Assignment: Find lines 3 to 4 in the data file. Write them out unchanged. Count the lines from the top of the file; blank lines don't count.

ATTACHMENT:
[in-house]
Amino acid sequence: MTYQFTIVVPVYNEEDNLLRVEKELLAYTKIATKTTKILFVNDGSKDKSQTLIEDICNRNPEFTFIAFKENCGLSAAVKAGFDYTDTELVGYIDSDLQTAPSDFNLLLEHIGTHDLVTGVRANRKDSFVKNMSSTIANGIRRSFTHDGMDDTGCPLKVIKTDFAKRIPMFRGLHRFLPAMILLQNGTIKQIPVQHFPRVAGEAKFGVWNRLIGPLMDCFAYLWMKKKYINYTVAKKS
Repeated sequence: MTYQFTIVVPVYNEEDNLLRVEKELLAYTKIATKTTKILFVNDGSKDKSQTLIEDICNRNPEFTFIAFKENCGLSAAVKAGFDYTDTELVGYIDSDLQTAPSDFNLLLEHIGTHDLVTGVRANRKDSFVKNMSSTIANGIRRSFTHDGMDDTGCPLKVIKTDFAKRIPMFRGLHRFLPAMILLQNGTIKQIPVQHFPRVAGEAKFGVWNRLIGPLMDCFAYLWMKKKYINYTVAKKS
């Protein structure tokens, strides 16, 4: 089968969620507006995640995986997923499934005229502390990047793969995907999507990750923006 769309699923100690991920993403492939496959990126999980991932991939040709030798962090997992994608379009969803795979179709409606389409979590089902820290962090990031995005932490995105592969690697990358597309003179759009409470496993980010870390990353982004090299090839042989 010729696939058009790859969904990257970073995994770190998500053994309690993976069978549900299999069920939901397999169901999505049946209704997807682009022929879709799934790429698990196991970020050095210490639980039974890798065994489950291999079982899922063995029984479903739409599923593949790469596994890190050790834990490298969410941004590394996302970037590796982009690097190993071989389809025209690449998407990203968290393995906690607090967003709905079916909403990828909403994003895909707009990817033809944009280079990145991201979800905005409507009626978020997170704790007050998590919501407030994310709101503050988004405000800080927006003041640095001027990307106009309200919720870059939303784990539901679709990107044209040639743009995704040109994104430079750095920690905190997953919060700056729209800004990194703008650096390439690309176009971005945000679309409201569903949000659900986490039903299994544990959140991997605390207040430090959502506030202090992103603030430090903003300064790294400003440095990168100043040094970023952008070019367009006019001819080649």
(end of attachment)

Repeated sequence: MTYQFTIVVPVYNEEDNLLRVEKELLAYTKIATKTTKILFVNDGSKDKSQTLIEDICNRNPEFTFIAFKENCGLSAAVKAGFDYTDTELVGYIDSDLQTAPSDFNLLLEHIGTHDLVTGVRANRKDSFVKNMSSTIANGIRRSFTHDGMDDTGCPLKVIKTDFAKRIPMFRGLHRFLPAMILLQNGTIKQIPVQHFPRVAGEAKFGVWNRLIGPLMDCFAYLWMKKKYINYTVAKKS
């Protein structure tokens, strides 16, 4: 089968969620507006995640995986997923499934005229502390990047793969995907999507990750923006 769309699923100690991920993403492939496959990126999980991932991939040709030798962090997992994608379009969803795979179709409606389409979590089902820290962090990031995005932490995105592969690697990358597309003179759009409470496993980010870390990353982004090299090839042989 010729696939058009790859969904990257970073995994770190998500053994309690993976069978549900299999069920939901397999169901999505049946209704997807682009022929879709799934790429698990196991970020050095210490639980039974890798065994489950291999079982899922063995029984479903739409599923593949790469596994890190050790834990490298969410941004590394996302970037590796982009690097190993071989389809025209690449998407990203968290393995906690607090967003709905079916909403990828909403994003895909707009990817033809944009280079990145991201979800905005409507009626978020997170704790007050998590919501407030994310709101503050988004405000800080927006003041640095001027990307106009309200919720870059939303784990539901679709990107044209040639743009995704040109994104430079750095920690905190997953919060700056729209800004990194703008650096390439690309176009971005945000679309409201569903949000659900986490039903299994544990959140991997605390207040430090959502506030202090992103603030430090903003300064790294400003440095990168100043040094970023952008070019367009006019001819080649």